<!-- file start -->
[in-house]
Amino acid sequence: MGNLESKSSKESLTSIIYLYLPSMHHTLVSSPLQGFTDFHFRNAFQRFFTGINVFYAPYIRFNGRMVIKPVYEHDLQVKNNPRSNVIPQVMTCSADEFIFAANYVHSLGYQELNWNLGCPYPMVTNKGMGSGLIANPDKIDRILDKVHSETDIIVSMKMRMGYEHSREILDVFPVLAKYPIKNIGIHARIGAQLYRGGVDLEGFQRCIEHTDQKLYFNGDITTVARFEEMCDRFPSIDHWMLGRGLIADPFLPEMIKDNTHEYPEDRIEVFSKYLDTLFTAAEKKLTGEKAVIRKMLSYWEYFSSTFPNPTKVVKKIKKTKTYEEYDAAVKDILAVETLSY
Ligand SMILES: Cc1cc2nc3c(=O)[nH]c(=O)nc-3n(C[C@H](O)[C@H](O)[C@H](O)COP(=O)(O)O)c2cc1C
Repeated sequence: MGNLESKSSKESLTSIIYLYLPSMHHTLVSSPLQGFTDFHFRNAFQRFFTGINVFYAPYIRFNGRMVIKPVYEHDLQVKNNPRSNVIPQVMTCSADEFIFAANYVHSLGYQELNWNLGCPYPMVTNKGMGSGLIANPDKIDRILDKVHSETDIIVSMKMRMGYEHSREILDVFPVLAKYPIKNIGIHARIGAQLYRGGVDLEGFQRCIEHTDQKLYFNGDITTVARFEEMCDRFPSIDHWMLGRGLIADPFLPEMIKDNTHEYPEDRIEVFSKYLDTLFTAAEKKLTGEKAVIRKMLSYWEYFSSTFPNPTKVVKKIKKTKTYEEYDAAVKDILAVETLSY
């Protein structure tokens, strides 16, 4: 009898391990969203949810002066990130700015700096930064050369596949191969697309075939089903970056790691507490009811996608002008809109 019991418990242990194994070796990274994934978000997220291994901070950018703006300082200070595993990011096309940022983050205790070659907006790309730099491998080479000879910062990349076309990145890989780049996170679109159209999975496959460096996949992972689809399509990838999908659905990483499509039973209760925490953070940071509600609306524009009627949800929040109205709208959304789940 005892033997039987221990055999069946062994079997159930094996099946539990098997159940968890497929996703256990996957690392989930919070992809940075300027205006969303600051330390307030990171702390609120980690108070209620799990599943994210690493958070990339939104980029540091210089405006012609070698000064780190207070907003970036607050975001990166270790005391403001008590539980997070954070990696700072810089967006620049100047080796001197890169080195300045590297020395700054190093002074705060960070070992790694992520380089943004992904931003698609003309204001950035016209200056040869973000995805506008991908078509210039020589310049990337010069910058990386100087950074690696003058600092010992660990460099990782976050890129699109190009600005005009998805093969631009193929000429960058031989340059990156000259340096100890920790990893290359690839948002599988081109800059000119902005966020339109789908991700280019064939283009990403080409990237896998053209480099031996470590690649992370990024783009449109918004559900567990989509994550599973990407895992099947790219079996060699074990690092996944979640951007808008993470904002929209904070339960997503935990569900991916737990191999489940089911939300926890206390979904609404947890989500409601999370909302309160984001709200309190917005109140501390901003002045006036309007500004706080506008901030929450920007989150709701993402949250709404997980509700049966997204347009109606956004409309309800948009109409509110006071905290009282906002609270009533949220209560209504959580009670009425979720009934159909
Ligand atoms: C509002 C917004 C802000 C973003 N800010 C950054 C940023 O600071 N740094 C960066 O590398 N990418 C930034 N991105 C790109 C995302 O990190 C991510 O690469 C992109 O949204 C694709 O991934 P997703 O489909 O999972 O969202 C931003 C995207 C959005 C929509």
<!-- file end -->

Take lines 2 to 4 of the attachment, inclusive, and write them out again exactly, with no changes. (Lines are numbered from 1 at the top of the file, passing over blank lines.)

Amino acid sequence: MGNLESKSSKESLTSIIYLYLPSMHHTLVSSPLQGFTDFHFRNAFQRFFTGINVFYAPYIRFNGRMVIKPVYEHDLQVKNNPRSNVIPQVMTCSADEFIFAANYVHSLGYQELNWNLGCPYPMVTNKGMGSGLIANPDKIDRILDKVHSETDIIVSMKMRMGYEHSREILDVFPVLAKYPIKNIGIHARIGAQLYRGGVDLEGFQRCIEHTDQKLYFNGDITTVARFEEMCDRFPSIDHWMLGRGLIADPFLPEMIKDNTHEYPEDRIEVFSKYLDTLFTAAEKKLTGEKAVIRKMLSYWEYFSSTFPNPTKVVKKIKKTKTYEEYDAAVKDILAVETLSY
Ligand SMILES: Cc1cc2nc3c(=O)[nH]c(=O)nc-3n(C[C@H](O)[C@H](O)[C@H](O)COP(=O)(O)O)c2cc1C
Repeated sequence: MGNLESKSSKESLTSIIYLYLPSMHHTLVSSPLQGFTDFHFRNAFQRFFTGINVFYAPYIRFNGRMVIKPVYEHDLQVKNNPRSNVIPQVMTCSADEFIFAANYVHSLGYQELNWNLGCPYPMVTNKGMGSGLIANPDKIDRILDKVHSETDIIVSMKMRMGYEHSREILDVFPVLAKYPIKNIGIHARIGAQLYRGGVDLEGFQRCIEHTDQKLYFNGDITTVARFEEMCDRFPSIDHWMLGRGLIADPFLPEMIKDNTHEYPEDRIEVFSKYLDTLFTAAEKKLTGEKAVIRKMLSYWEYFSSTFPNPTKVVKKIKKTKTYEEYDAAVKDILAVETLSY